In most scenarios, Pot-Kolder will make the avatars in the cafe behave in a friendly or neutral way, which she says replicates most real-world experiences. It could turn out, for example, that sunglasses dude is a nice guy with an eye infection, which is why he is wearing sunglasses. “So if you are afraid of a person, it is probably not necessary,” she says.
But there is another level – known as overexposure – where everyone in the virtual cafe is hostile. “If you can manage that in VR, for sure, you can manage one or two people having a bad day in the real world.”
Pot-Kolder once treated a woman with social anxiety who avoided supermarkets after a random man approached her while she was shopping and called her fat.
The barista in the virtual cafe program.
“This is something that 99.9 per cent of the time wouldn’t happen, but there are – sorry for the word – arseholes in real life. So, you would want to practise that usually people are neutral or nice. But if you encounter an arsehole, how are you going to deal with that?”
Pot-Kolder and the woman rehearsed how she would respond to the insult. They then recreated the scenario in a virtual supermarket. “She ended up going for ‘Well, have you looked in the mirror?’ We had a laugh about it. She felt him doing this said something about her, but actually this is saying something about this man. Like, who the hell does that?”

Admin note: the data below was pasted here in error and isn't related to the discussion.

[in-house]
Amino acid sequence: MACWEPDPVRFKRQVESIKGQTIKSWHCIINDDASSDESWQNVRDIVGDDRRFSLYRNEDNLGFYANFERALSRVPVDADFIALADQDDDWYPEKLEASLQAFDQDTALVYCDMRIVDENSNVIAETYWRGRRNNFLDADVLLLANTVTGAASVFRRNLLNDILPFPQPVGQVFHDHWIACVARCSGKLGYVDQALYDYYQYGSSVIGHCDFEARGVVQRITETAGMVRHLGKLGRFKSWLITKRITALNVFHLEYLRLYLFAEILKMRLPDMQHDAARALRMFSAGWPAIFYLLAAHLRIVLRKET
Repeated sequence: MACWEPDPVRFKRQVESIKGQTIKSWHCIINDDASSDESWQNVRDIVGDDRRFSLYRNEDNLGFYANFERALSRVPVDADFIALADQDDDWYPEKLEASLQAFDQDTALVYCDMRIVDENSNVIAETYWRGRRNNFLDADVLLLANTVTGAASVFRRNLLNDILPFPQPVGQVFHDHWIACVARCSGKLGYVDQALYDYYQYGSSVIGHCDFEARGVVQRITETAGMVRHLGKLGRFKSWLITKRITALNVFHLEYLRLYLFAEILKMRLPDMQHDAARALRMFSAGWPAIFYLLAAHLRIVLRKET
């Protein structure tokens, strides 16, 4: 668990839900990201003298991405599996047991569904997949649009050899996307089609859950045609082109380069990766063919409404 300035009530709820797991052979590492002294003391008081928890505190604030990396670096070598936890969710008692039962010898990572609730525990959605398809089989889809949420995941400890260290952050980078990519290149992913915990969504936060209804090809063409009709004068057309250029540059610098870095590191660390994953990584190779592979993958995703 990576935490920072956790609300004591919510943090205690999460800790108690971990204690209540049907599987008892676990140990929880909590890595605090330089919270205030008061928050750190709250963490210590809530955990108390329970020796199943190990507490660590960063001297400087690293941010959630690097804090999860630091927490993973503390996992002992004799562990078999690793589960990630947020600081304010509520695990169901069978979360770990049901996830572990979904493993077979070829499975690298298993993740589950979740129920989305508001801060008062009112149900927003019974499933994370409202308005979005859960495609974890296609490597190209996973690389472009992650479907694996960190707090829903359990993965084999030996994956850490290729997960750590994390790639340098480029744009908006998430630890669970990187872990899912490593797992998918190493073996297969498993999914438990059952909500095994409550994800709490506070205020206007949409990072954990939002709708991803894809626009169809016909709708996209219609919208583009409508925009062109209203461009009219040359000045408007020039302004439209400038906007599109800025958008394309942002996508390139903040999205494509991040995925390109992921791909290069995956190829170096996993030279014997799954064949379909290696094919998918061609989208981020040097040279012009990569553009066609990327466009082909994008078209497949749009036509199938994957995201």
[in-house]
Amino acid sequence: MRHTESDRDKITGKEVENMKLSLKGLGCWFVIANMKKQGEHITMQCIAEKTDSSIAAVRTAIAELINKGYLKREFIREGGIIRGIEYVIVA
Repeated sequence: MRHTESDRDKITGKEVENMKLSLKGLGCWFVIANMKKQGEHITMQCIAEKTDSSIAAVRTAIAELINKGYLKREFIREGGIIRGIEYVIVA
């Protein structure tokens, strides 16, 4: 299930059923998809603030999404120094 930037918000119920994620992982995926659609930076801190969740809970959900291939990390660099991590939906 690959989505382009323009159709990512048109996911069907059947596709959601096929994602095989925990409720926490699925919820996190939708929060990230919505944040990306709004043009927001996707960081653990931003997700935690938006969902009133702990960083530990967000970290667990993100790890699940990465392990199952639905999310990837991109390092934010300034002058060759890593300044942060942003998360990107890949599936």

She says the lessons learned from the simulated world are then transferred to the real world.
“We could see that in their real-life social situations, anxiety went significantly down and paranoia went significantly down.”
Pot-Kolder, a world leader in the use of virtual reality for psychosis treatment, will this year lead a national trial aimed at young people at ultra-high risk for psychosis, who are experiencing social difficulties, such as avoiding others.
She will guide participants through social situations in realistic virtual environments – such as the cafe – to help them recognise psychosis triggers and symptoms and learn how to better manage them.
“If social stress goes up a bit, for example, in the busy cafe, we often have people say their hallucinations increase as well,” Pot-Kolder says. “Now we can practise managing hallucinations together.”
Orygen psychologist Dr Imogen Bell says this is unexplored territory in the virtual reality landscape. “Orygen could become world leaders in this space for youth mental health treatment.”
The lab has also developed Orygen Virtual Worlds, where young people with mental health difficulties can meet and interact with each other via an avatar, and another virtual reality program, MIND, which allows young people with depression and anxiety to get inside their own 3D virtual minds.
In a virtual classroom, for example, they can select a relevant thought, such as “I am a failure”, select a 3D shape for the thought, and then pop it as it appears in a game environment.
“A lot of the skills that we try to teach young people to deal with symptoms like depression, anxiety, and negative thoughts and emotions are quite difficult to explain,” Bell says.
“So we’ve recreated those environments in the VR, and then we actually teach them the skills and have them practice in this engaging, kind of gamified way.”